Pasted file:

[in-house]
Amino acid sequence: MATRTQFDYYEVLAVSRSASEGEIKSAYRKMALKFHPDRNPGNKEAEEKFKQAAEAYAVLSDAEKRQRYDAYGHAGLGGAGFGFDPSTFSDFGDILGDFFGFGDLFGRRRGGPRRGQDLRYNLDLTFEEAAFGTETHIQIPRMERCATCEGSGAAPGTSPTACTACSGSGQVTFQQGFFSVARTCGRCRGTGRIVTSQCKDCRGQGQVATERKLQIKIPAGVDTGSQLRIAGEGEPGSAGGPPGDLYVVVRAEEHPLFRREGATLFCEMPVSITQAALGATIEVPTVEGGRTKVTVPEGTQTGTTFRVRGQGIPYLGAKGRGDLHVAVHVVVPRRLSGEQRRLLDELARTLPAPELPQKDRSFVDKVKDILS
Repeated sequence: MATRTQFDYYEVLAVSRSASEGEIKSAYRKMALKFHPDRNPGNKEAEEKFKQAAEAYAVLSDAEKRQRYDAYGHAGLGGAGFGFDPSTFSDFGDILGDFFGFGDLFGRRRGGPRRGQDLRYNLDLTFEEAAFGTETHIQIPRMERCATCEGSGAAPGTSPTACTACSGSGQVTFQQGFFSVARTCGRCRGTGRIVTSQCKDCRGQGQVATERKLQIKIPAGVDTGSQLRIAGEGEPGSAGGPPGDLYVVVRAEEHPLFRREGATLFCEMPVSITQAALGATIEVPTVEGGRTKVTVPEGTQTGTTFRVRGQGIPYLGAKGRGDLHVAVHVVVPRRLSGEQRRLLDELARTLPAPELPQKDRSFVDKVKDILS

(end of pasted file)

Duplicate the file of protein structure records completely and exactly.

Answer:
[in-house]
Amino acid sequence: MATRTQFDYYEVLAVSRSASEGEIKSAYRKMALKFHPDRNPGNKEAEEKFKQAAEAYAVLSDAEKRQRYDAYGHAGLGGAGFGFDPSTFSDFGDILGDFFGFGDLFGRRRGGPRRGQDLRYNLDLTFEEAAFGTETHIQIPRMERCATCEGSGAAPGTSPTACTACSGSGQVTFQQGFFSVARTCGRCRGTGRIVTSQCKDCRGQGQVATERKLQIKIPAGVDTGSQLRIAGEGEPGSAGGPPGDLYVVVRAEEHPLFRREGATLFCEMPVSITQAALGATIEVPTVEGGRTKVTVPEGTQTGTTFRVRGQGIPYLGAKGRGDLHVAVHVVVPRRLSGEQRRLLDELARTLPAPELPQKDRSFVDKVKDILS
Repeated sequence: MATRTQFDYYEVLAVSRSASEGEIKSAYRKMALKFHPDRNPGNKEAEEKFKQAAEAYAVLSDAEKRQRYDAYGHAGLGGAGFGFDPSTFSDFGDILGDFFGFGDLFGRRRGGPRRGQDLRYNLDLTFEEAAFGTETHIQIPRMERCATCEGSGAAPGTSPTACTACSGSGQVTFQQGFFSVARTCGRCRGTGRIVTSQCKDCRGQGQVATERKLQIKIPAGVDTGSQLRIAGEGEPGSAGGPPGDLYVVVRAEEHPLFRREGATLFCEMPVSITQAALGATIEVPTVEGGRTKVTVPEGTQTGTTFRVRGQGIPYLGAKGRGDLHVAVHVVVPRRLSGEQRRLLDELARTLPAPELPQKDRSFVDKVKDILS